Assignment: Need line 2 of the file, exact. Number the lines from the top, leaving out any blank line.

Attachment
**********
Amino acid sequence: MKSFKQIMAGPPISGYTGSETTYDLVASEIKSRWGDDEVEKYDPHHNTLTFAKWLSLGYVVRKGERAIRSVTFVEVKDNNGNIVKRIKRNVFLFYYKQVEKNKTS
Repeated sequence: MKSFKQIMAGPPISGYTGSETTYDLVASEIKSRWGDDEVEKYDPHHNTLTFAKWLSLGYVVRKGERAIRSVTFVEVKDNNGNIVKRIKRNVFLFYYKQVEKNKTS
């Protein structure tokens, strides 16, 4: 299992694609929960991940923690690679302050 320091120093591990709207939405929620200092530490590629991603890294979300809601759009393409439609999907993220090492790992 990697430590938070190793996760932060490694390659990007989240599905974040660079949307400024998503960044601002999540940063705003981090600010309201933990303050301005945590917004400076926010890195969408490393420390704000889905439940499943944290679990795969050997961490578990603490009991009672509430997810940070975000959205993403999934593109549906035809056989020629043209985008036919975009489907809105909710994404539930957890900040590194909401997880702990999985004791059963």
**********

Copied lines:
Repeated sequence: MKSFKQIMAGPPISGYTGSETTYDLVASEIKSRWGDDEVEKYDPHHNTLTFAKWLSLGYVVRKGERAIRSVTFVEVKDNNGNIVKRIKRNVFLFYYKQVEKNKTS